These few elements give only a hint of the richness and the fineness of the whole deck. This deck is an invitation into Faery Land and gets you to wish you could go and discover the World with Fairies as your guides, just like the child who leaves the human world which is full of tears and sorrows to go towards Faery Land where carefreeness and joy govern. The tribute paid to Yeats is incredibly wonderful. Indeed, the poem can be understood at several levels for it has several meanings since it can also be read as the passage of the child from life to death because going away with fairies is the same thing as going to the Other World in Celtic mythologies and folklores. The point of view presented here by the artist plays on these several levels, making the deck even more interesting.
The little white book
As this is a self-published, there is no little white book in its usual form. A .pdf file is sent by Monica when the order is made. It contains the main meanings of the cards and a few words about their symbolism. The document does not display any special spread or reading method.
Using the deck
This deck may be used like any other Rider-Waite Smith type tarot deck [N.B.: the version presented here has only the twenty-two major arcana].
It is also an ideal tool for meditation for the cards invite you to daydreaming and to escape into Faery Land.
"The Stolen Child Tarot" is a unique deck by its originality, its accuracy and the subtlety which appears on each and every card. The profusion of details can be surprising to the eye at first, but once used to looking at the cards and to deciphering the parallels between traditional tarot imagery and that adopted by the artist, one can access a world of stunning depth. Once the specific language of these cards has been assimilated, the absence of names and numbers is not a problem anymore.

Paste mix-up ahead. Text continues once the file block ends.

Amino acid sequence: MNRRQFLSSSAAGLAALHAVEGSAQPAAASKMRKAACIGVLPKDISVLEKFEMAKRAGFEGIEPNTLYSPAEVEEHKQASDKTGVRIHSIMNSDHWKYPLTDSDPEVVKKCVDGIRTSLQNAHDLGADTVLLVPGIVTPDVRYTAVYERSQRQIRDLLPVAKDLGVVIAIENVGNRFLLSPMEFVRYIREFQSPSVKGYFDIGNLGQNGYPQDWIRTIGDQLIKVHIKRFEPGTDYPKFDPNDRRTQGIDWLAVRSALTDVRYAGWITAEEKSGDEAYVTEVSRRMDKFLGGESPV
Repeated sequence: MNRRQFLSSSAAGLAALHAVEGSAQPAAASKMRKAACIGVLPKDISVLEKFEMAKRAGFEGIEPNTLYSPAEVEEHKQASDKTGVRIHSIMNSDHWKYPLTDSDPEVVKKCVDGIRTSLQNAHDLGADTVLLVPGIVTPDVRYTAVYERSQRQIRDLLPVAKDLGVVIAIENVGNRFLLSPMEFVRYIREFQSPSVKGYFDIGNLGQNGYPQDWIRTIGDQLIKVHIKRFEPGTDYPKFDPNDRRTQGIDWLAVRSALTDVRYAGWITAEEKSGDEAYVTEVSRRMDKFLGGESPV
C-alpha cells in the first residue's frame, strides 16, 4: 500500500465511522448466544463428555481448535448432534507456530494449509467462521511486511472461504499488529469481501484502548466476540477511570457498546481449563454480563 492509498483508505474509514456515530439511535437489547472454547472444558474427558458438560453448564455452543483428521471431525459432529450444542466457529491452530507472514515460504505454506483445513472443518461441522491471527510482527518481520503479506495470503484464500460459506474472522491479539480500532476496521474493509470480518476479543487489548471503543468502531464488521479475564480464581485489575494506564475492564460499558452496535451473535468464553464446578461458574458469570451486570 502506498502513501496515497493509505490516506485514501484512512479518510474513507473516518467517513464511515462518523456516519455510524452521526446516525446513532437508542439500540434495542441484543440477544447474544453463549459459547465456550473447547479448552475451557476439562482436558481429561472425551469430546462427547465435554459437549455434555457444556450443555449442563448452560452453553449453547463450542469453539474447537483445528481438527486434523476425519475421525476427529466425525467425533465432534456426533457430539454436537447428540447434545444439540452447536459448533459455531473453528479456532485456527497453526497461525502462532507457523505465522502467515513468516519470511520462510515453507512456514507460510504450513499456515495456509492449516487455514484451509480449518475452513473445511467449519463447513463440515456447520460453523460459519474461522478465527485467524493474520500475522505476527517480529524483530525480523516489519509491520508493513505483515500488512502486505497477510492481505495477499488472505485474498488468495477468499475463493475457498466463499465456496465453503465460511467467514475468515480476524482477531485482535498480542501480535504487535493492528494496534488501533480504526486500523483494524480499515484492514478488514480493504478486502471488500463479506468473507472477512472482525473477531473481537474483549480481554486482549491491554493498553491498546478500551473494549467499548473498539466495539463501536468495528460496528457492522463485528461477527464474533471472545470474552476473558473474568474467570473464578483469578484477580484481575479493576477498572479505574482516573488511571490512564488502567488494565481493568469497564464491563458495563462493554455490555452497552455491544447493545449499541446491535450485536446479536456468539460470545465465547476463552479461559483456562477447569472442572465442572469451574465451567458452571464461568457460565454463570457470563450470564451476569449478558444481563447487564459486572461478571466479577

I do not wish, even for a second, I hadn't bought this deck. It is the perfect deck for anyone who, like I do, loves Yeats' works, faery worlds and esotericism, and who like to keep in mind the connection that exists between the poet and esotericism, for he was indeed an important member of the Hermetic Order of the Golden Dawn and did a lot for this initiatory order. Many of his works have thus been influenced by and illustrate principles and ideas specific to the Golden Dawn. Monica Knighton pays a beautiful tribute to Yeats – both the poet and the specialist in Irish folklore – through cards which translate the very depth that can be found in his works. Needless to say, this deck has a very special value in my collection since it is one of my favorites!
Who is this deck for?
"The Stolen Child Tarot" is for everyone who likes tarot, literature and/or art. I admit that the peculiar symbolic system that is used here can make it a bit difficult to understand for beginners, but anyone can be delighted with the way the artist depicts the World. More experienced tarot users will be impressed by the originality and the ingenuity shown by the artist to produce those beautiful cards, for they are both true works of art and very faithful to the Waite tradition.
Collectors will definitely want to add this item to their collections. Whether you want to use it for divination, meditation or to give it the status of a piece of art (and maybe all of these all at once!), this is a invaluable deck.
If you have a taste for everything having to do with fairies, Celtic folklores and/or Yeats' works, this is the perfect deck for you!
Where to find the deck
Unfortunately, only 500 copies of this deck were published and there is no available copy anymore. However, if – as I do – you want to see this deck completed and made into a 78 card tarot deck, you can support Monica Knighton's project on her Kickstarter page by helping her funding the making of the deck. If the pledges reach a certain amount of money in a given time, 2000 copies of the whole deck will be self-published! For more information about this, you may also read this article.
N.B.: all the images used in this article appear with Monica Knighton's kind permission. A big thank you to her!